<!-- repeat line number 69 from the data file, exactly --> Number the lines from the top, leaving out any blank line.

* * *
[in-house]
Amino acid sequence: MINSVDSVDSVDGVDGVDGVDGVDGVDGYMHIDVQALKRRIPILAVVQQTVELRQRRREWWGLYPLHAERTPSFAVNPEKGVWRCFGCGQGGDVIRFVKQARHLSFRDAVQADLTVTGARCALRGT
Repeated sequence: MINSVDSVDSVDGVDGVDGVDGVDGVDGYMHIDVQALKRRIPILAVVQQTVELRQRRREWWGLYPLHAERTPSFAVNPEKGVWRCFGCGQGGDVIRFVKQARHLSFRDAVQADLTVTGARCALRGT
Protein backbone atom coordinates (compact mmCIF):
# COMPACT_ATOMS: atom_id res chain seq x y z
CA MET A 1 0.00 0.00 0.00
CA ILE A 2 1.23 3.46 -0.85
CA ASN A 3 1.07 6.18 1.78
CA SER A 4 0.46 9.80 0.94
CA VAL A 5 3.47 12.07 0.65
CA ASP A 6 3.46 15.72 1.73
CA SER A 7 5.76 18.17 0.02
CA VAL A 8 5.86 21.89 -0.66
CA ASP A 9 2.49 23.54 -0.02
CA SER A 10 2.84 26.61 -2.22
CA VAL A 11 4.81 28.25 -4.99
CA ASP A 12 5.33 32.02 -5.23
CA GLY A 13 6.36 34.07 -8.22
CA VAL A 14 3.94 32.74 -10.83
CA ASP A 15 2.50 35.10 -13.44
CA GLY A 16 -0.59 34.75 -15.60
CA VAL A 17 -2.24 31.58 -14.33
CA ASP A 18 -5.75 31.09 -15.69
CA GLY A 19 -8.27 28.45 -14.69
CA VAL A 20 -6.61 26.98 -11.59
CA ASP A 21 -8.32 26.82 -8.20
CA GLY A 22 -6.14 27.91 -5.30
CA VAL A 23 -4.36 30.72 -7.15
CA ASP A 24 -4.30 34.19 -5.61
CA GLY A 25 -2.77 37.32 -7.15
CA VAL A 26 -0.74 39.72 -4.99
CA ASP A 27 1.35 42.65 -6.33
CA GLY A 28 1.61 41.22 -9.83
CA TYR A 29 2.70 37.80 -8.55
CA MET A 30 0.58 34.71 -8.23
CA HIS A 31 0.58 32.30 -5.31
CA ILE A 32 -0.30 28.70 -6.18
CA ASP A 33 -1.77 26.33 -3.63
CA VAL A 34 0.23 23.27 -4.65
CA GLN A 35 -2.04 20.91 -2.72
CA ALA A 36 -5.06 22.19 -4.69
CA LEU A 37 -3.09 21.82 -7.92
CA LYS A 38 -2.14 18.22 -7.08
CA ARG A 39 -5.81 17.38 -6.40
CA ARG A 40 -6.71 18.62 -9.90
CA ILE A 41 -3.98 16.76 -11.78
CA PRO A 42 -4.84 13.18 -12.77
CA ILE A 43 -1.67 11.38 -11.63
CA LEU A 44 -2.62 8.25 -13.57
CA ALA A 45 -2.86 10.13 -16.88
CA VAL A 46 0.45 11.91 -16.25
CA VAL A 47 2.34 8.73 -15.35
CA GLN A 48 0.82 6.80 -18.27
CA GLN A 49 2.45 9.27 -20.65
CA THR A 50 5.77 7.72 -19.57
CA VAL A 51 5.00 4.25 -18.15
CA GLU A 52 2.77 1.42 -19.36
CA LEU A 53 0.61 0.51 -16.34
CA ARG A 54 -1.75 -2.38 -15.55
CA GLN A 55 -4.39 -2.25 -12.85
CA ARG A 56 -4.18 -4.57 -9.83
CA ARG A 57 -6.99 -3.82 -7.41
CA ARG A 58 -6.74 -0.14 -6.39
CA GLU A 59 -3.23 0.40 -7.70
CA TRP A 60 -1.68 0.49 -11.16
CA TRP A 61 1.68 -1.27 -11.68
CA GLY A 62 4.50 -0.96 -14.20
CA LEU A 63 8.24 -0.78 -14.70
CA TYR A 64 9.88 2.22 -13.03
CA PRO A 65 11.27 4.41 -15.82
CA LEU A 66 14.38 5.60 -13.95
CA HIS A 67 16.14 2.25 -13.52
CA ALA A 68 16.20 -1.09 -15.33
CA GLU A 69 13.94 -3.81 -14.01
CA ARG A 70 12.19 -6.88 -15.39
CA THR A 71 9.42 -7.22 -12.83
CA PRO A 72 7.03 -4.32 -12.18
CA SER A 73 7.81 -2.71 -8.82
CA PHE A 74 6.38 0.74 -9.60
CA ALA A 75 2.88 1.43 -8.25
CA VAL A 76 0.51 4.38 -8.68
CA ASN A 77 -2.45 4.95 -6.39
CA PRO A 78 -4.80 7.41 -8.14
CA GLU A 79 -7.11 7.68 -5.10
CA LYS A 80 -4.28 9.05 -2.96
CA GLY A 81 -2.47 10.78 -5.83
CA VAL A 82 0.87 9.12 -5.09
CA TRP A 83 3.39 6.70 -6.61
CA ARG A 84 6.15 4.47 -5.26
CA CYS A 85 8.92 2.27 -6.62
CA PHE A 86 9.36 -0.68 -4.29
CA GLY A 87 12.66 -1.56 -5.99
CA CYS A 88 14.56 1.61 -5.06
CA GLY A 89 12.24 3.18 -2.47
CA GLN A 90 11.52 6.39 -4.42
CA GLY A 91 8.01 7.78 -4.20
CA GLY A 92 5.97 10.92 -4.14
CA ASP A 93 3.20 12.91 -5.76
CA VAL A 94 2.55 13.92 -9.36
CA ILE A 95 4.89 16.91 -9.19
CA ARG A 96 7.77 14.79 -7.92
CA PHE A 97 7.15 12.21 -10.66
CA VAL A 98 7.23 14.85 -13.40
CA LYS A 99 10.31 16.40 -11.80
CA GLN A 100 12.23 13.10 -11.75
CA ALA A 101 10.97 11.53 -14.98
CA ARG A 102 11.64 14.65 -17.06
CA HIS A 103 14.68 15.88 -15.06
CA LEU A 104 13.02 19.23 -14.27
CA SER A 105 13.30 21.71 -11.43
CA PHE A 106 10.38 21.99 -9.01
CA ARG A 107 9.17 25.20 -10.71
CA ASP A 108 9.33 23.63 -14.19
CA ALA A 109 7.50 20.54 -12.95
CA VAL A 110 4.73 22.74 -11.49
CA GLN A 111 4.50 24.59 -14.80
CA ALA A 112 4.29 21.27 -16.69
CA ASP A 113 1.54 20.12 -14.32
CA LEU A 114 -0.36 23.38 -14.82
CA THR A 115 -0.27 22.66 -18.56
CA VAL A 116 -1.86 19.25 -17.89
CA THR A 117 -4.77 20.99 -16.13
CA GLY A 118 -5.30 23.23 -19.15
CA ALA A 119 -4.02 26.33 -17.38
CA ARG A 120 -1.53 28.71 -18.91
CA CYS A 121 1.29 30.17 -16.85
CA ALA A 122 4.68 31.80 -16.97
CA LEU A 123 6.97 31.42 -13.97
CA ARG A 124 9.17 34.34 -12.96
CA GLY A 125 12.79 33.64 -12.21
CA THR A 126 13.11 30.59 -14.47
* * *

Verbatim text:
CA TYR A 64 9.88 2.22 -13.03